How to Ethically Swim with Whale Sharks

I swam with whale sharks in the Philippines and learned about tourism impacts on marine conservation, and the unfortunate environmental impacts of large commercial whale shark tourism operations.

The island of Cebu in the Philippines is well known for their frequent whale shark sightings, especially in the southern city of Oslob. The whale sharks are visible all year round in the region, but typically inhabit tropical and subtropical oceans. 


Whale Shark Facts

  • They are the largest member of the shark family growing up to 33 feet or 11 meters, and they are not associated with the whale family.
  • The largest specimen ever recorded was 41 feet long!
  • Whale sharks filter feed on plankton, krill, and small fish.
  • In the Philippines they are called the Butanding.
  • Each shark has a unique pattern of spots similar to a human fingerprint or zebra stripes.
  • These sharks typically inhabit depths of about 160 feet, even diving as deep as 3,000 feet.
  • Individuals can live up to 150 yo, and they reach sexual maturity around 25 yo.
  • Whale sharks are endangered species, protected under law in the Philippines, subject to poaching threats and considered one of the most vulnerable marine organisms in the world.

We stayed at the Ayo Homtel in Lapu Lapu City on Mactan island, about a 3 hour drive to Oslob. I recommend renting a driver for activities on Cebu because it was really cheap split between multiple people and makes transportation easier. Driving into Oslob is blatantly obvious that its economy is centered around whale shark tourism. There are statues, paintings, street markets, and whale shark memorabilia everywhere. The city has multiple whale shark tour operators, and they offer similar experiences for relatively the same prices. We paid for a 45 minute tour, received our boat tickets, and waited in a que for our turn on the water.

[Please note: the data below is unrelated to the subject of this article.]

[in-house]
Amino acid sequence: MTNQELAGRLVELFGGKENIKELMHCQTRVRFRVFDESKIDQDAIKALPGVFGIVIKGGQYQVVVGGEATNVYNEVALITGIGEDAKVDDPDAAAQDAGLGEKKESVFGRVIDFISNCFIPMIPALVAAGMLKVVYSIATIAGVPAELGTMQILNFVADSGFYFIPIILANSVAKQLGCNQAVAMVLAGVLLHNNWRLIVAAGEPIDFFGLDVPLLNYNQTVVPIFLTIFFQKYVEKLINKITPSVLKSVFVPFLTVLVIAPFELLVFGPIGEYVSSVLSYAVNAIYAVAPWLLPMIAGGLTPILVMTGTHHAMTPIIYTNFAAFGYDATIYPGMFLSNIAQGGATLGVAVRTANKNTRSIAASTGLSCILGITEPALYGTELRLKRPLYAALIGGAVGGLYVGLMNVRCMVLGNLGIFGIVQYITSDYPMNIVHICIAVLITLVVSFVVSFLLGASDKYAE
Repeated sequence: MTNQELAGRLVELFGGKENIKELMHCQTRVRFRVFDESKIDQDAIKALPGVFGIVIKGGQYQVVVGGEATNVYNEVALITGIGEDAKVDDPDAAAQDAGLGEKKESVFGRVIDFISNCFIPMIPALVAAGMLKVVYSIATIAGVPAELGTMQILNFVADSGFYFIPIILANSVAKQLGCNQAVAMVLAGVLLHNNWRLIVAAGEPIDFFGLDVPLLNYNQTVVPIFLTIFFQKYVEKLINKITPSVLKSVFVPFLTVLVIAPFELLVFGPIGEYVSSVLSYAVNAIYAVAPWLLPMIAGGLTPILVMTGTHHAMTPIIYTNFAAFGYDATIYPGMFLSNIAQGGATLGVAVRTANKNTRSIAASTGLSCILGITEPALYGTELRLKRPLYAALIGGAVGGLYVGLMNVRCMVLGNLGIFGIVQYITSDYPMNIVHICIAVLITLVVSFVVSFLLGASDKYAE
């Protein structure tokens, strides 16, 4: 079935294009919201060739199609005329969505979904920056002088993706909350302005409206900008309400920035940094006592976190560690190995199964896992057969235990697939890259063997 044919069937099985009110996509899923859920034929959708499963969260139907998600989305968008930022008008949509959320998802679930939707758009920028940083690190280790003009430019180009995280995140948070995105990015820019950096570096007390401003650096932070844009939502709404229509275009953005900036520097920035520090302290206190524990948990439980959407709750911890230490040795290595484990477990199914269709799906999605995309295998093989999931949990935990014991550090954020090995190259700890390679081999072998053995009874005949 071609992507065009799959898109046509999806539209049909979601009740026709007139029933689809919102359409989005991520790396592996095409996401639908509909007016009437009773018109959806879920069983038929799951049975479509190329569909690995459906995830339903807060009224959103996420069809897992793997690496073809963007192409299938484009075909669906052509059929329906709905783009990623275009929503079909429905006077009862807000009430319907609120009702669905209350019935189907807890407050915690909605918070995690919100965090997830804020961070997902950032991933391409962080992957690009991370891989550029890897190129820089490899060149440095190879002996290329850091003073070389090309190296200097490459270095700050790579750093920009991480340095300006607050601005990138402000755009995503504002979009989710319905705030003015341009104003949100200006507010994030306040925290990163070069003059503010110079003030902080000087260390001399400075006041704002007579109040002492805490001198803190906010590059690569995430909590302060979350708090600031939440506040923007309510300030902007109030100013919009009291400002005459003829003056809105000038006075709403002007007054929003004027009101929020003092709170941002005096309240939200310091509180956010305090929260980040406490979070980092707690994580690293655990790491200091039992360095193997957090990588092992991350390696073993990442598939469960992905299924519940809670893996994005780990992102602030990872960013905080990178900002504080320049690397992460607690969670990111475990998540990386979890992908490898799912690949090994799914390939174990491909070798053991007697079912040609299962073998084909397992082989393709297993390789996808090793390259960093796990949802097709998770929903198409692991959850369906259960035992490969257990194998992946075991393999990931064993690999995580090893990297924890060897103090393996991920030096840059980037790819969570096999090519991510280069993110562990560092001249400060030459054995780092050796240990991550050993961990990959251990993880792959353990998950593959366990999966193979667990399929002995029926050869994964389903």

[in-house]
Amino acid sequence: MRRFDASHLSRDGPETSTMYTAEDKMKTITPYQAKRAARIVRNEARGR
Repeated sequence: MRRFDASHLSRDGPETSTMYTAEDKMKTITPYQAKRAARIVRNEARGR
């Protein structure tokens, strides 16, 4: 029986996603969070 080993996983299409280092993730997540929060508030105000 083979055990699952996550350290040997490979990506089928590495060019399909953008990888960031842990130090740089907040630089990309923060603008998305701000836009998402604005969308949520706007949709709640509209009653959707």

The boats used for the tours here are classic Pilipino outrigger canoes, fitted with two stabilizing outriggers on the sides of the main hull. The boat takes you just offshore in relative shallow water with depths up to 50 feet. As we got closer to the other boats already in the water, large shadows began circling beneath us. Once our captain told us we could get out, I grabbed my snorkel and leapt out of the boat into the warm water. Immediately I was surrounded by multiple whale sharks.

The initial feeling was overwhelming because I had never been in the water with an animal that big before and although they are completely harmless, their sheer size is mildly intimidating. The massive animals glide effortlessly and quickly through the water, imagine a school bus driving straight at you. There were probably 8 to 10 whale sharks in the vicinity of our boats, doing laps in and out of the area. I dove down to the bottom several times where scuba divers were viewing the sharks from beneath. I would recommend doing a snorkeling/free diving whale shark experience instead of scuba diving. The animals are calm but quick and scuba diving will restrict your ability to easily view them and encounters will be brief.

The sharks are calm and completely used to people in the water, but that also means they will run you over if you are in their way. The experience left me feeling fulfilled in one aspect because I could not believe I was just in the water with so many large, and amazing creatures. They are a unique species that I think everyone should have the opportunity to witness, however the industry operators in Oslob are environmentally irresponsible and pose significant negative impacts on the whale sharks.